21 Steps for Writing Outside Your Identity, or How to Not Piss Off People in Workshop

I’m about to graduate from an MFA creative writing program where I spent three years. I wrote a novel and I had some wonderful experiences. I’ve also had some really infuriating, is-this-real-life experiences, mainly related to questions of identity that came up during workshops. I keep thinking that if I was the director of an MFA program, or the leader of any workshop, I would create a MANDATORY intro class about writing outside your identity. The class would have to be taken before signing up for a workshop. It would go something like this:

1. If you want to write a story (especially in the 1st person POV) about someone with an identity less privileged than you,

2. DON’T DO IT. JUST DON’T. You probably don’t have the talent/empathy/worldview to pull it off. You’re 99.9% likely to end up with an offensive stereotype.

3. See #2.

4. Sleep on it for a few nights, then see #2.

5. Sleep on it for a month, then see #2.

6. You’re still dying to write this story? Ok. Time for step #7.

7. Take a step back and ask yourself WHY.

8. Is it because you think you are the BEST person to tell this story?

9. Is it because you’re bored of writing about white guys and their boring struggles?

10. Is it because you think marginalized lit is “so trendy” right now? Do you think it’ll improve your chances of getting published/winning awards?

10a. (THIS IS NOT A THING. THE MAJORITY OF PUBS & AWARDS STILL GO TO WHITE GUYS.)

11. Is it because you recently watched The Great Wall and thought Matt Damon was perfect for that role?

12. Is it because you recently watched Moonlight and felt guilty?

13. Or is it because you want to create a round, complex character in an interesting situation and their identity is integral to the story?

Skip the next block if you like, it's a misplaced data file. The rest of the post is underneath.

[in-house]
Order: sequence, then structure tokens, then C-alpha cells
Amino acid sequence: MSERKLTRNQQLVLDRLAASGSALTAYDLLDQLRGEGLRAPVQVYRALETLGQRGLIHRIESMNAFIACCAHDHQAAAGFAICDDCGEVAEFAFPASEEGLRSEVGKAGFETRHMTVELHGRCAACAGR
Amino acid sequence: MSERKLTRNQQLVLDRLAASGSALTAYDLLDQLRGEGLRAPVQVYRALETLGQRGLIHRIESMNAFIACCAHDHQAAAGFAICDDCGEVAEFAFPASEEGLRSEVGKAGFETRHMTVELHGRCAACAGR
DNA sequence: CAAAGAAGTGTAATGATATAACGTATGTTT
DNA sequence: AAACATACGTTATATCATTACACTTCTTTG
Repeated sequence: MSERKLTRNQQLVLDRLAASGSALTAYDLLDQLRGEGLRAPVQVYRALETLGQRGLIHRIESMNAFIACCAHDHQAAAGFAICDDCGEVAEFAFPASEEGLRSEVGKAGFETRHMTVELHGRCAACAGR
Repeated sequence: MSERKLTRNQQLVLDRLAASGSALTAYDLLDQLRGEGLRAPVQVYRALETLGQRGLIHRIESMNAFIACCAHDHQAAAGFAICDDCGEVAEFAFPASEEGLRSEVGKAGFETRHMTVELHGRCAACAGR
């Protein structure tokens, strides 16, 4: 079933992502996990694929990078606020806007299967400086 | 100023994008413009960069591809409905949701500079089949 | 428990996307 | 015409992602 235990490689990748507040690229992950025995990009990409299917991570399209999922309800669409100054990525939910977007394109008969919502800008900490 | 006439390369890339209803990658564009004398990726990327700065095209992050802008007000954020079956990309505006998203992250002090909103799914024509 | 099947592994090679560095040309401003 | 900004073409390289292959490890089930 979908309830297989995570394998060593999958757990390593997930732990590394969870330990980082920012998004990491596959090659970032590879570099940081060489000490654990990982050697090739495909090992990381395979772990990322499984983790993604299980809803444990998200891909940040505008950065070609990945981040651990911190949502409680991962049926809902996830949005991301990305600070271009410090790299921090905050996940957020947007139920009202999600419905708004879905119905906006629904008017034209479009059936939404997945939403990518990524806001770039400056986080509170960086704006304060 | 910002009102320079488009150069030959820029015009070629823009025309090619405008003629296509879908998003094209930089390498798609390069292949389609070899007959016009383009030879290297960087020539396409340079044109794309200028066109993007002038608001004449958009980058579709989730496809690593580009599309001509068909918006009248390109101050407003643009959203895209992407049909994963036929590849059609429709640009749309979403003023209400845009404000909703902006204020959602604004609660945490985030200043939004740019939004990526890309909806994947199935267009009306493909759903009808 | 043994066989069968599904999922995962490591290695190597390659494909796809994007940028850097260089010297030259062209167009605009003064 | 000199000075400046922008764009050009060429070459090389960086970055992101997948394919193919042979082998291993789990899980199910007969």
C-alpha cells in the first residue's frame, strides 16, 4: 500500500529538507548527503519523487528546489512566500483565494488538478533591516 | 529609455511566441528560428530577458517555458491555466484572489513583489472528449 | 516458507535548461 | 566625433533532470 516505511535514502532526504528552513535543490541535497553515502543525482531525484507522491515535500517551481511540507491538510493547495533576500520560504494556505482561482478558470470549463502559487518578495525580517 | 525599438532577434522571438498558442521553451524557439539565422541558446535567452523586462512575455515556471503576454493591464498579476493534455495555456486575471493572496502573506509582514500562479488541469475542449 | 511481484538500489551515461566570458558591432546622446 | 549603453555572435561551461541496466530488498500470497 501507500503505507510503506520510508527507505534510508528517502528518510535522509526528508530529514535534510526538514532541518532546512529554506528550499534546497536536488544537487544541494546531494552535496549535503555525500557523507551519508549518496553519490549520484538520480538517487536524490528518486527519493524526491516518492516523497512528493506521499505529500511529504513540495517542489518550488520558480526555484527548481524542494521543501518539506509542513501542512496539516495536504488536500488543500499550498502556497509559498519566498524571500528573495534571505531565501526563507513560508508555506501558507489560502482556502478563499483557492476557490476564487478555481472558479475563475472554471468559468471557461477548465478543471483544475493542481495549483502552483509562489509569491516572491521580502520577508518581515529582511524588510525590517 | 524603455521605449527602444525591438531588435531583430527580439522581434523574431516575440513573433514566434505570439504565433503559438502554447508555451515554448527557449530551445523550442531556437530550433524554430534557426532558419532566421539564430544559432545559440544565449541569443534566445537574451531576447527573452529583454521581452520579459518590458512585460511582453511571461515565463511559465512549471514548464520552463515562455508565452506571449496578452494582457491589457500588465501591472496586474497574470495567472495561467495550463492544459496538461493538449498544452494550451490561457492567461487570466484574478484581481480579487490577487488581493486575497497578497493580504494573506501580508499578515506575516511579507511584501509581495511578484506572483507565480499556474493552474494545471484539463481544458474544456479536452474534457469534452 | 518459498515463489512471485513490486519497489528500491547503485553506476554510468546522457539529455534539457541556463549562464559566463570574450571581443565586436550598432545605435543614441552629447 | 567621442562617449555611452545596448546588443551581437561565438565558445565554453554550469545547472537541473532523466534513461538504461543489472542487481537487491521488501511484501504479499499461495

14. If your answer to #13 is yes, <CAUTION SIGNAL HERE.> Before you proceed:

15. Do you spend time with people (that’s PLURAL) in this community?

16. Have you read & watched numerous things about this community?

17. Could you write a general Wikipedia entry about this community? For example, if you want to write a queer character can you say LGBTQI with the right letters in the right order?

18. Do you understand the stereotypes involved with this identity? What is your plan to subvert them?

18a. For example, are the only people of color in your story criminals or service workers?

18b. Do your marginalized characters speak in stereotypical dialect/vernacular?

18c. Is your character forced to speak for the entire community that shares their identity? (“Queer people always…”)

18d. THE GOLDEN RULE: IF YOU HAVE TO ASK IF SOMETHING IS RACIST/TRANSPHOBIC/ETC., IT PROBABLY IS.

19. Maybe by now you’ve written the thing. Here is another golden rule: You technically have the freedom to write outside your identity, but you are not free from criticism.

20. If someone tells you the story is problematic, LISTEN.

21. If you’re having a hard time listening, see #2.

I’m sure there’s a lot I missed here. But some of us are VERY, VERY tired of having to field this shit every single time it comes up. And believe me, it comes up frequently. Universities need to recognize that writing does not happen in a bubble. It happens in this world with all its screwed-up power dynamics and all the people who just don’t get it.

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